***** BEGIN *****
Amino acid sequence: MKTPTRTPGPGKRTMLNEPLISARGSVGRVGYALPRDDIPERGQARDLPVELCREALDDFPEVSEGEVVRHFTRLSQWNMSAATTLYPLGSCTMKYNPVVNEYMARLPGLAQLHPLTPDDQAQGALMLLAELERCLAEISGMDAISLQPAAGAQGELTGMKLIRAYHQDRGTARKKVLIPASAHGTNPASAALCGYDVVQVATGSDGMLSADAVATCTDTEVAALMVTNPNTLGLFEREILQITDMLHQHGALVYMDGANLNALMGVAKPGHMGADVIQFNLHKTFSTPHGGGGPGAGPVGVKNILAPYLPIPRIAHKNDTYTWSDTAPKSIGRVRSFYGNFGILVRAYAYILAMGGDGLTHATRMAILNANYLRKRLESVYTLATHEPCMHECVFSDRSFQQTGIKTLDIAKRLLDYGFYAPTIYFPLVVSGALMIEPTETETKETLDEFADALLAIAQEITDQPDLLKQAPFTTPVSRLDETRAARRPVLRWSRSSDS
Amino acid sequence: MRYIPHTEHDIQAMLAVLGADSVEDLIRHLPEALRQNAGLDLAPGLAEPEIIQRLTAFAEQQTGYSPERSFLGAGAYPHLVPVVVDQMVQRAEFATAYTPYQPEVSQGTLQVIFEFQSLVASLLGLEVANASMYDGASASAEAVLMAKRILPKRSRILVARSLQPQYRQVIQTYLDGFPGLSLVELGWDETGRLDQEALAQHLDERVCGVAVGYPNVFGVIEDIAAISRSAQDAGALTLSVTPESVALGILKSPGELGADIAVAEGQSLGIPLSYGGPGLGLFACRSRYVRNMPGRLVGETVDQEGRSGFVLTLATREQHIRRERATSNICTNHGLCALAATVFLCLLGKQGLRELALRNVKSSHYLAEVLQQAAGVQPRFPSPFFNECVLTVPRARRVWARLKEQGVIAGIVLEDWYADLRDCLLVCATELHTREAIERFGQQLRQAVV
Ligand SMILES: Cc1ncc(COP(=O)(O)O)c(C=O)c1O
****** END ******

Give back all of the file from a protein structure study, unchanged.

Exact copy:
Amino acid sequence: MKTPTRTPGPGKRTMLNEPLISARGSVGRVGYALPRDDIPERGQARDLPVELCREALDDFPEVSEGEVVRHFTRLSQWNMSAATTLYPLGSCTMKYNPVVNEYMARLPGLAQLHPLTPDDQAQGALMLLAELERCLAEISGMDAISLQPAAGAQGELTGMKLIRAYHQDRGTARKKVLIPASAHGTNPASAALCGYDVVQVATGSDGMLSADAVATCTDTEVAALMVTNPNTLGLFEREILQITDMLHQHGALVYMDGANLNALMGVAKPGHMGADVIQFNLHKTFSTPHGGGGPGAGPVGVKNILAPYLPIPRIAHKNDTYTWSDTAPKSIGRVRSFYGNFGILVRAYAYILAMGGDGLTHATRMAILNANYLRKRLESVYTLATHEPCMHECVFSDRSFQQTGIKTLDIAKRLLDYGFYAPTIYFPLVVSGALMIEPTETETKETLDEFADALLAIAQEITDQPDLLKQAPFTTPVSRLDETRAARRPVLRWSRSSDS
Amino acid sequence: MRYIPHTEHDIQAMLAVLGADSVEDLIRHLPEALRQNAGLDLAPGLAEPEIIQRLTAFAEQQTGYSPERSFLGAGAYPHLVPVVVDQMVQRAEFATAYTPYQPEVSQGTLQVIFEFQSLVASLLGLEVANASMYDGASASAEAVLMAKRILPKRSRILVARSLQPQYRQVIQTYLDGFPGLSLVELGWDETGRLDQEALAQHLDERVCGVAVGYPNVFGVIEDIAAISRSAQDAGALTLSVTPESVALGILKSPGELGADIAVAEGQSLGIPLSYGGPGLGLFACRSRYVRNMPGRLVGETVDQEGRSGFVLTLATREQHIRRERATSNICTNHGLCALAATVFLCLLGKQGLRELALRNVKSSHYLAEVLQQAAGVQPRFPSPFFNECVLTVPRARRVWARLKEQGVIAGIVLEDWYADLRDCLLVCATELHTREAIERFGQQLRQAVV
Ligand SMILES: Cc1ncc(COP(=O)(O)O)c(C=O)c1O